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Subscribe to this list via RSS Blog posts tagged in autumn

Posted by on in SageWoman Blogs
A Day in the Life of a Druid

The alarm clock goes off, Aerosmith is playing on Planet Rock.  There is a small white cat lying between me and my husband, her little head resting on my pillow.  A spotted grey cat is curled up against the small of my back, sharing in the warmth.  My husband gets up, showers and comes back to kiss me goodbye.  I sigh, stretch, and slowly extricate myself from the sleeping, furry softness to greet the day.

Standing by the top landing window, overlooking my back garden and the horse paddocks beyond that, down the valley towards the little nature sanctuary, my eyes coming back full circle to see the sun, rising over the North Sea (I cannot see the sea from here, but it is less than a mile away).  I let its light wash over me – sunny mornings have been few and far between, and with eyes closed I drink it in.  “Hail to the Day, and Day’s Sons, farewell to Night and her Daughters. With loving eyes look upon us here, and grant peace to those living here. Hail to the Gods, hail to the Goddesses, hail to the might fecund Earth. Eloquence and native wit bestow upon us here, and healing hands while we live”.  Another deep breath,  and so the day begins.

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Posted by on in SageWoman Blogs
In Autumn's Light


Autumn – it’s coming.  The nights are drawing in, and though the sun’s strength is still strong, there is a chill in the breeze that carries the smell of woodsmoke.  The greening is fading, the vegetation now out of room to grow after a hot summer, and is now an almost choking mass, ready to fall back and rest a while.  Deep within my own soul, I feel these rhythms, and will shortly be following the inspiration I see all around me within nature.  The time for rest is coming, but first there is the harvest, with plenty of hard work still lying ahead.  The bees and wasps are still hard at work, soon to be looking for homes to winter through, should that be in their nature.  The swallows will soon be leaving, the fledglings having already taken to the skies.  They are waiting, waiting for the right wind to take them back, once their food supply begins to wane.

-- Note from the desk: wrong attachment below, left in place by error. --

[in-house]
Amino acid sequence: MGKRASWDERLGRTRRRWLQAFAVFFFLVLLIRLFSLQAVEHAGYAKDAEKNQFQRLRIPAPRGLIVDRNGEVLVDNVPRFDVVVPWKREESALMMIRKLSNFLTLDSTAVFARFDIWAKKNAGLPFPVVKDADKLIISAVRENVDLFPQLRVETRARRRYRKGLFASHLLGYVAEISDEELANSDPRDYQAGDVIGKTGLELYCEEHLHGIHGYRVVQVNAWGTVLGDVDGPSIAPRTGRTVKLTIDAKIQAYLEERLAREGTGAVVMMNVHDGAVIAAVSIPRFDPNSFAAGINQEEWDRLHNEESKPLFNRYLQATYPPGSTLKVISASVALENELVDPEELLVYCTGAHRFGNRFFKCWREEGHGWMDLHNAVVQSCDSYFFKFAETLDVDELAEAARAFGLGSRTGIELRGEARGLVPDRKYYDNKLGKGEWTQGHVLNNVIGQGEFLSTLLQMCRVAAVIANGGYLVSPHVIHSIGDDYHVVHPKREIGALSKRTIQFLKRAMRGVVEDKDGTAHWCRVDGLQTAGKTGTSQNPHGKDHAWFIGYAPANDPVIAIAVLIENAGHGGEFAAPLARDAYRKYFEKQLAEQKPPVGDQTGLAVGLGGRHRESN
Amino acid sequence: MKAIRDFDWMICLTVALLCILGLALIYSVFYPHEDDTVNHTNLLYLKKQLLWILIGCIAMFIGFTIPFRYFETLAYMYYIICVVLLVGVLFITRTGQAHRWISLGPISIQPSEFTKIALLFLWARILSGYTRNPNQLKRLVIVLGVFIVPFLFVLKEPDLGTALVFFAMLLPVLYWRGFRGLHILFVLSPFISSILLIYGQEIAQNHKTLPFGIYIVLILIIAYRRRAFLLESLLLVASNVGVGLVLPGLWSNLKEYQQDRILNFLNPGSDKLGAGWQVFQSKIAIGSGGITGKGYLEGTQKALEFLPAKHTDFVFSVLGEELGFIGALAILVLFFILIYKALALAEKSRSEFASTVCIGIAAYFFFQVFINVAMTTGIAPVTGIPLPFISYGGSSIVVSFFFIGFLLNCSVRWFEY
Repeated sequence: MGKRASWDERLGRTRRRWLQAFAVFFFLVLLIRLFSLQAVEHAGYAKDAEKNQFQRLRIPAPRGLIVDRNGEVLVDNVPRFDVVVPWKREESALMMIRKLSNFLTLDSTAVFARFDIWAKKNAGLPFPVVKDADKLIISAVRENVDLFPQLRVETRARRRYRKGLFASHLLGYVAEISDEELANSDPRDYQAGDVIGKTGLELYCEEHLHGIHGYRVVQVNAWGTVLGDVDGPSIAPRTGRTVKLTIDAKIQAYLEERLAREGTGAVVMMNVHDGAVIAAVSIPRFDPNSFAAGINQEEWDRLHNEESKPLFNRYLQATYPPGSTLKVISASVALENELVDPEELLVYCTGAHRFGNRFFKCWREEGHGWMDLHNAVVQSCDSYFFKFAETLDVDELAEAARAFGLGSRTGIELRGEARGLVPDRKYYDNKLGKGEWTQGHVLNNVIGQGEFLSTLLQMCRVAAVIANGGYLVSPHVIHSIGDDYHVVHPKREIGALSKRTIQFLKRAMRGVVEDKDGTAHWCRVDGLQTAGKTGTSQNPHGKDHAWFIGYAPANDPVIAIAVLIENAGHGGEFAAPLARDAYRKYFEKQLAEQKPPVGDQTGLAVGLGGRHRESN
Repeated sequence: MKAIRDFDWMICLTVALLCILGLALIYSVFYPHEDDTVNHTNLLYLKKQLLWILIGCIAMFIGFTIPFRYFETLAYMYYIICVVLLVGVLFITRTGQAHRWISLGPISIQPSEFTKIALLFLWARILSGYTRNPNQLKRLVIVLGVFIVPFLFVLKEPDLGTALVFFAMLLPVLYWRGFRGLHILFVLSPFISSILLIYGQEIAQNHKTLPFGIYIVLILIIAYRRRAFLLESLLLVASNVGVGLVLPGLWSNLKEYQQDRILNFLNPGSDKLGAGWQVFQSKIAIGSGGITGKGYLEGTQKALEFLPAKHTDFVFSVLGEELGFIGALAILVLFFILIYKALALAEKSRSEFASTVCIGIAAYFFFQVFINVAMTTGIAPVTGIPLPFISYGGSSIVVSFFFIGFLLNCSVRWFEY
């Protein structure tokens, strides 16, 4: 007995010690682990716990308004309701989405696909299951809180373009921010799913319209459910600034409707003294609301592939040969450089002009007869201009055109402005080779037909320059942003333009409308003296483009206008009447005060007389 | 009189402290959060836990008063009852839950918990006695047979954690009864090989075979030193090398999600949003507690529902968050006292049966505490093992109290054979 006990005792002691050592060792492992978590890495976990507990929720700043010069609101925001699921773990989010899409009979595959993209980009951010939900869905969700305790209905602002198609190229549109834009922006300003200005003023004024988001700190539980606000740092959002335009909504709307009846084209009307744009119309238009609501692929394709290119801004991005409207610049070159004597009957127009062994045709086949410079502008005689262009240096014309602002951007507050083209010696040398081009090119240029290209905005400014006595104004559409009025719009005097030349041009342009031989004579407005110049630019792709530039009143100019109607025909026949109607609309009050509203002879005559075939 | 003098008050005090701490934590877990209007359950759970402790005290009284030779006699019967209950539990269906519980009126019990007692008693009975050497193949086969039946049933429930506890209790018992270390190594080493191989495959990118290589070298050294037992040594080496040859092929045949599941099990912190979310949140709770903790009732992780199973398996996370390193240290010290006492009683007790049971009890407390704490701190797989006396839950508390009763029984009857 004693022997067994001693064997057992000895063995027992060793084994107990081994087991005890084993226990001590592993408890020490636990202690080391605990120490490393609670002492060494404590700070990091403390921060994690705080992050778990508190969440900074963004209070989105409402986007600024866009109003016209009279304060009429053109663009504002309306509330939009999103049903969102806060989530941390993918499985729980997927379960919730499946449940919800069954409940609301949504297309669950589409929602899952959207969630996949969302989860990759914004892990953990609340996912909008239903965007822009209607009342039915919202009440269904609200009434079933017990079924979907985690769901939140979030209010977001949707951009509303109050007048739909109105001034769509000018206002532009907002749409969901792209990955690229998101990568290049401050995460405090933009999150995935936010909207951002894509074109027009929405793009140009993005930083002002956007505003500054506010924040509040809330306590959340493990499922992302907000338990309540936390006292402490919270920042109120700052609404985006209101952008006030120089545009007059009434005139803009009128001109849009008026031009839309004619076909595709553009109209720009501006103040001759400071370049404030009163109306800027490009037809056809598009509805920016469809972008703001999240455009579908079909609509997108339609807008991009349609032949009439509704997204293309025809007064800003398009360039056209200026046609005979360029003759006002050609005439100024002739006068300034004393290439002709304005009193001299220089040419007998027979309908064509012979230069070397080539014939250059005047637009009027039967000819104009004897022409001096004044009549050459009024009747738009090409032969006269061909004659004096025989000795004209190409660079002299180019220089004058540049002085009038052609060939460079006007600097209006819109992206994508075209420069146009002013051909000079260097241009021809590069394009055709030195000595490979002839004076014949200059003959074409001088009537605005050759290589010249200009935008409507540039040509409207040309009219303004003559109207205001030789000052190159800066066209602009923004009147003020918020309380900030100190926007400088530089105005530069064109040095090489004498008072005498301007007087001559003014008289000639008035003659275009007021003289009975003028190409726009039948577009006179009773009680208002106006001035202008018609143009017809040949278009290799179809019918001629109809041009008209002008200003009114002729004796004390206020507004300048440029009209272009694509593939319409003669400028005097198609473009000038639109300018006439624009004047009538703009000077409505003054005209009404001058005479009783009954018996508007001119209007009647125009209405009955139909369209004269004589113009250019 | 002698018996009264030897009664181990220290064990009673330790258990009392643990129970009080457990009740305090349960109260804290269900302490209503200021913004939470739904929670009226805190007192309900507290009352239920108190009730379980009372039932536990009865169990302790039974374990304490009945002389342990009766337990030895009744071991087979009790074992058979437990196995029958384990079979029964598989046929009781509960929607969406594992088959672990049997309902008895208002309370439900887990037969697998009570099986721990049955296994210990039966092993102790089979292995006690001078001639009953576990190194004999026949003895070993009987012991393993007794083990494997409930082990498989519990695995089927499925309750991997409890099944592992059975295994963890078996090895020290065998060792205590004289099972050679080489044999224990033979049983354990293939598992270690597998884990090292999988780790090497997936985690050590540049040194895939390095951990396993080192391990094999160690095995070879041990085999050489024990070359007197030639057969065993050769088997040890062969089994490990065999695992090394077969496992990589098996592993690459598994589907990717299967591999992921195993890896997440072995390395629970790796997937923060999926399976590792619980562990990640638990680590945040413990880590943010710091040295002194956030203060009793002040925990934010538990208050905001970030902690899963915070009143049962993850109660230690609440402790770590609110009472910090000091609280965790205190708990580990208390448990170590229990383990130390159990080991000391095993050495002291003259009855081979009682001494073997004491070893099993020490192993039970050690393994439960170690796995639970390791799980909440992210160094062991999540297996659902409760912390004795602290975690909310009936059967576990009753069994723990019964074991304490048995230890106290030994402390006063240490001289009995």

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Recent Comments - Show all comments
  • Joanna van der Hoeven
    Joanna van der Hoeven says #
    Thank you all for your kind words! Harvest blessings. x
  • Ashling Kelly
    Ashling Kelly says #
    This reads like a hymn to my favorite season; you've made me long for its arrival even more.
  • Lizann Bassham
    Lizann Bassham says #
    Thank you for your lovely words celebrating the blessings of this time of year!
  • Jennifer Mills
    Jennifer Mills says #
    Oh, Joanna. I breathe deeply as I read these words and gaze upon your photo above. Autumn is my favorite time of the year as wel

Posted by on in SageWoman Blogs
Weeds inside & out!

Summer is well into full-swing this first week of August. In this part of Illinois, August is usually very hot and miserable.  Even so, the first slight signs of Autumn can be detected.  The sun is setting earlier and sometimes a cool breeze filters through the window at night. First harvests have been happening in actuality for a while The gardens and fields have been planted, fertilized and in way too many cases fumigated with pesticides to keep out the weeds and pests.  Wheat has been harvested for over a month and those fields are currently planted in soybeans to get a second harvest before winter hits.  Corn is in full tassel which means that the grain is now being formed.  In the gardens, tomatoes, peppers, green beans and other summer crops are in full production.  Soon, I will be planting a fall garden to get a new supply of greens and other vegetables that prefer the cool nights.  Now is the time to go venturing into the uncultivated acres to gather milk thistle seed and goldenrod for the herb cabinet.